When malloc table 515 is compared with heap 410, it is clear how the malloc function builds malloc table 515. Beginning at the lowest address in heap 410, the malloc function reads heap 410 chunk 411 by chunk, making a malloc table entry 517 for each chunk, including those which would be located in heap expansion area 316 if the heap were expanded. If additional malloc table entries 517 are needed, the malloc function adds them to malloc table 515. The entry contains the address of the start of the chunk. In making malloc table entries 517 for current heap 38, the malloc function sets status 521 as follows: if status 415 of the chunk indicates that the chunk's status is FREE or IS_EXTERNAL, status 521 is set to UNCOLLECTIBLE; if the chunk's status is IN_USE, status 521 is set to COLLECTIBLE and UNMARKED. If the malloc function reaches top 313 of the current malloc table before it is finished making entries, it increases top 313 as it adds entries. When a chunk is IS_EXTERNAL, the malloc function also pushes the start and end addresses of the chunk onto mark stack 507. This ensures that the garbage collector will search the holes 311 in heap 410 during the mark phase for pointers to chunks allocated by the malloc function.
When the malloc function has made entries for all of the chunks in current heap 308, it continues with the entries for potential chunks in heap expansion area 316. Since there are no real chunks corresponding to these malloc table entries, the malloc function uses a single size for all of the potential chunks. The malloc table entry for each of the chunks in heap expansion area 316 is set to COLLECTIBLE, ensuring that marker 309 will mark the malloc table entry 517 for the chunk if it is pointed to by a false pointer.
When the malloc function is finished building the malloc table, it builds jump table 501. The purpose of this table is to speed up the search of malloc table 515. Because the entries in malloc table 515 are ordered by increasing chunk start address 519, malloc table 515 may be searched by any method, such as a binary search, that can be used with an ordered set of values. With all such methods, however, the time taken for the search increases with the size of the set of values being searched. Jump table 501 determines which page 523 of malloc table 515 will have the malloc table entry 517 for the chunk pointed to by a pointer, so that only that page has to be searched, instead of the entire malloc table. All pages 523 but the last have the same number of malloc table entries 517, and that number is a power of two. Jump table 501 has a jump table entry 503 for each page 523; the entry for the page contains the index of the first malloc table entry 517 in the page 523. The smaller the page size is, the faster the search, but the larger the jump table.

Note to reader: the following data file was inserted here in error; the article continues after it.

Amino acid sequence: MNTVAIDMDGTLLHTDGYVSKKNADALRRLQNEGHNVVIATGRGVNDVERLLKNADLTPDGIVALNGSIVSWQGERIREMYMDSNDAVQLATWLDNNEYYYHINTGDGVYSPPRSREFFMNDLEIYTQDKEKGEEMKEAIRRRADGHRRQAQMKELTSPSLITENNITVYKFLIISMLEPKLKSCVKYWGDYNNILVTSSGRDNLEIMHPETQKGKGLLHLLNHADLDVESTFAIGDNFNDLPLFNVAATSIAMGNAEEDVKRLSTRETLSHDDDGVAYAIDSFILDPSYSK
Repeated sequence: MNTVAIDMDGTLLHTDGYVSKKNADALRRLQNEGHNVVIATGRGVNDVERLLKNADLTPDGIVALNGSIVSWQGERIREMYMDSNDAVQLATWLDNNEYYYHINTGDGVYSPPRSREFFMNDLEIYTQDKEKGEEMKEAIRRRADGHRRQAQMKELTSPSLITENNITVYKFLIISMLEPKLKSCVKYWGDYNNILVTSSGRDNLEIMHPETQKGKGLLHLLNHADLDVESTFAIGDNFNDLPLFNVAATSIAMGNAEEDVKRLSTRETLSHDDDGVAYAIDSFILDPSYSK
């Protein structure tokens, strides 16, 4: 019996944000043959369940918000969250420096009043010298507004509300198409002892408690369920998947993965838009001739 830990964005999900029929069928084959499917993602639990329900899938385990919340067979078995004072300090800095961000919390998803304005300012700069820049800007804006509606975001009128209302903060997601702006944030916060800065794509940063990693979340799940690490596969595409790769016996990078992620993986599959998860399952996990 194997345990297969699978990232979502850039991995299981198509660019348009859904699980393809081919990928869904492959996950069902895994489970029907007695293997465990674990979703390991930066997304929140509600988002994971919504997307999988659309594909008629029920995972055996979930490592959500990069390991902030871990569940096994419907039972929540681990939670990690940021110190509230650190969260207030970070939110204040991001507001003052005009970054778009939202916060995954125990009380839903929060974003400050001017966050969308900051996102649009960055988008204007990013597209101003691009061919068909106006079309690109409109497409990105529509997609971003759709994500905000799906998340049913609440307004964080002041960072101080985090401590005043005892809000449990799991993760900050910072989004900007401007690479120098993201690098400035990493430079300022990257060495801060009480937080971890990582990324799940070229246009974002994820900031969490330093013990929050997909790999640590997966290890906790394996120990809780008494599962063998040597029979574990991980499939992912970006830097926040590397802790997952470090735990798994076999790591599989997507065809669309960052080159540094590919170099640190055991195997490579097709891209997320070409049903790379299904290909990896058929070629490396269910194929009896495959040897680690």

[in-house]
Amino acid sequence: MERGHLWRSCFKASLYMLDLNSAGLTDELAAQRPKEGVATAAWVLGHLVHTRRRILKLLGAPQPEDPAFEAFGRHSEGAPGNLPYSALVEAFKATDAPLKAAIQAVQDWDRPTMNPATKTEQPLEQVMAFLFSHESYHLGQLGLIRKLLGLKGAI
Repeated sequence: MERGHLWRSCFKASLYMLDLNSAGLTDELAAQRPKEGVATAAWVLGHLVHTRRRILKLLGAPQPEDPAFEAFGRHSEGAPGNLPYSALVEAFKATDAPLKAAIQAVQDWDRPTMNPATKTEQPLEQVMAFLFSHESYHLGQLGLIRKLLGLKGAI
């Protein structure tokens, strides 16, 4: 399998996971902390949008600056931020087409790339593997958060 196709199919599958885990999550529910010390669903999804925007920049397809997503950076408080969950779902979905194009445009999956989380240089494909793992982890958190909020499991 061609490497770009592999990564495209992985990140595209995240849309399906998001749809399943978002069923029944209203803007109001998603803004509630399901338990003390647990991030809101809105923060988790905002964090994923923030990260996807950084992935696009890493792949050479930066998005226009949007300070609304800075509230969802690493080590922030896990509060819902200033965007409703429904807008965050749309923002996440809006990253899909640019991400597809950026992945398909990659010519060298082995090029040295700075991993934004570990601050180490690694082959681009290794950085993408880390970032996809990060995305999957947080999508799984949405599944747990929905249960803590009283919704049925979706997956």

Mark stack 507 is used during the mark operation to keep track of chunks 411 which have been marked because the garbage collector found a pointer that pointed to the chunk 411, but which themselves have not yet been searched for pointers to other chunks. Each entry 509 in the mark stack contains the start address 511 and the end address 513 of a chunk. As mentioned above, the malloc function pushes a mark stack entry 509 onto mark stack 507 for every chunk 411 which is in or overlaps a hole 311.
Use of the Malloc Table, the Jump Table, and the Mark Stack by the Garbage Collector
In the mark phase, marker 309 looks in the process's root data for data items that might be pointers to chunks that are already part of heap 410 or are in an area of memory that could become part of heap 410. Each such data item's value must, if taken as a pointer, point to a range of memory between the bottom of the heap and potential heap top 315. In the following, such data items will be termed apparent pointers. When marker 309 finds such a data item, it proceeds as follows: it first subtracts the heap base address from the apparent pointer, and then it right-shifts the result the number of bits that correspond to the log (page-523-size). The resulting number j is the index of the jump table entry 503 for the page 23 that contains the malloc table entry 517 for the chunk the pointer is pointing to. The jump table entry 503 specified by the index contains the index of the malloc-table where the search will start, and the next jump table entry 503 contains the index of the malloc table entry 517 where the search will end.